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Test ID: KNSRP    
KPC (blaKPC) and NDM (blaNDM) Surveillance PCR

Useful For Suggests clinical disorders or settings where the test may be helpful

Identifying carriers of carbapenem-resistant Enterobactericeae harboring KPC (Klebsiella pneumoniae carbapenemase) or NDM (New Dehli metallo-beta-lactamase) genes

Clinical Information Discusses physiology, pathophysiology, and general clinical aspects, as they relate to a laboratory test

The Centers for Disease Control and Prevention recommends active surveillance to detect unrecognized colonized patients who may be a potential source for carbapenemase-resistant Enterobacteriaceae (CRE) transmission. Such surveillance testing may be focused in certain high-risk settings or patient groups (eg, ICUs, long-term acute care, patients transferred from areas or facilities with high CRE prevalence) or by infection control to investigate an outbreak. Nonsusceptibility to carbapenems in gram-negative bacilli by means of the enzyme KPC (Klebsiella pneumoniae carbapenemase) or NDM (New Dehli metallo-beta-lactamase) is becoming more common. The genes blaKPC and blaNDM encode KPC and NDM enzyme production, respectively. PCR is a sensitive, specific, and rapid means identifying patients colonized by CRE harboring blaKPC or blaNDM.

Reference Values Describes reference intervals and additional information for interpretation of test results. May include intervals based on age and sex when appropriate. Intervals are Mayo-derived, unless otherwise designated. If an interpretive report is provided, the reference value field will state this.

Not applicable

Interpretation Provides information to assist in interpretation of the test results

This PCR detects and differentiates blaKPC and blaNDM in surveillance specimens (perirectal/rectal swabs or stool). A positive KPC (Klebsiella pneumoniae carbapenemase) and/or NDM (New Dehli metallo-beta-lactamase) PCR indicates that the patient is colonized by carbapenemase-resistant Enterobacteriaceae harboring blaKPC and/or blaNDM,, respectively.

 

A negative result indicates the absence of detectable DNA, however false-negative results may occur due to inhibition of PCR, sequence variability underlying primers and/or probes, or the presence of the blaKPC or blaNDM genes in quantities less than the limit of detection of the assay.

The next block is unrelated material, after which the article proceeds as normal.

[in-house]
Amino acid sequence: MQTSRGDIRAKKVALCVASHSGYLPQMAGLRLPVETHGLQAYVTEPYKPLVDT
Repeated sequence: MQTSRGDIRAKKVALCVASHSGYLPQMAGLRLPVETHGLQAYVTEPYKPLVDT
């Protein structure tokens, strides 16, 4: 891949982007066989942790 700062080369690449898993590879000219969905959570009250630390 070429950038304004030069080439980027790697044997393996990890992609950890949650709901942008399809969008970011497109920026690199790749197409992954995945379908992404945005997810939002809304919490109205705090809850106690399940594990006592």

Cautions Discusses conditions that may cause diagnostic confusion, including improper specimen collection and handling, inappropriate test selection, and interfering substances

This assay should be used for surveillance testing on perirectal/rectal swabs or stool specimens. Request KPNRP KPC (blaKPC) and NDM (blaNDM) in Gram-negative bacilli, Molecular Detection, PCR if testing isolates from culture.

Supportive Data

The performance of this assay was demonstrated by spiking perirectal swab and stool specimens (30 positive and 30 negative for each specimen type) with quantified heat-killed bacteria carrying blaNDM or blaKPC. The sensitivity and specificity in spiked stool specimens was 100% for both blaNDM and blaKPC; for perirectal swabs the sensitivity and specificity was 93% and 100%, respectively, for blaKPC and 100% and 100%, respectively, for blaNDM. The assay had the following limits of detection in perirectal swabs and stool, respectively: blaKPC, 9 and 90 CFU/microliter and blaNDM 1.9 and 1.9 CFU/microliter.

 

In addition, 33 rectal swab specimens previously characterized as containing isolates of KPC PCR positive Enterobacteriaceae using the method of Lolans (2) were tested by the Mayo Clinic KPC and NDM PCR assay. There was complete agreement with the expected results.

Clinical Reference Provides recommendations for further in-depth reading of a clinical nature

1. Cunningham SA, Noorie T, Meunier D, et al: Rapid and simultaneous detection of genes encoding Klebsiella pneumoniae carbapenemase (blaKPC) and New Delhi metallo-beta-lactamase (blaNDM) in Gram-negative bacilli. J Clin Microbiol 2013;51:66-69

2. Lolans K, Calvert K, Won S, et al: Direct ertapenem disk screening method for identification of KPC-producing Klebsiella pneumoniae and Escherichia coli in surveillance swab specimens J Clin Microbiol 2010;48:836-841

3. New carbapenem-resistant Enterobacteriaceae warrant additional action by healthcare providers. Centers for Disease Control and Prevention Health Alert Network, February 14, 2013

4. Vasoo S, Cunningham SA, Kohner PC, et al: Comparison of a direct and broth-enriched PCR, HardyCHROM ESBL and the CDC method for detection of Klebsiella pneumoniae carbapenemase carriage in surveillance rectal swabs. Abstracts of the Ninth International Symposium on Antimicrobial Agents and Resistance, Kuala Lumpur, Malaysia, March 13-15, 2013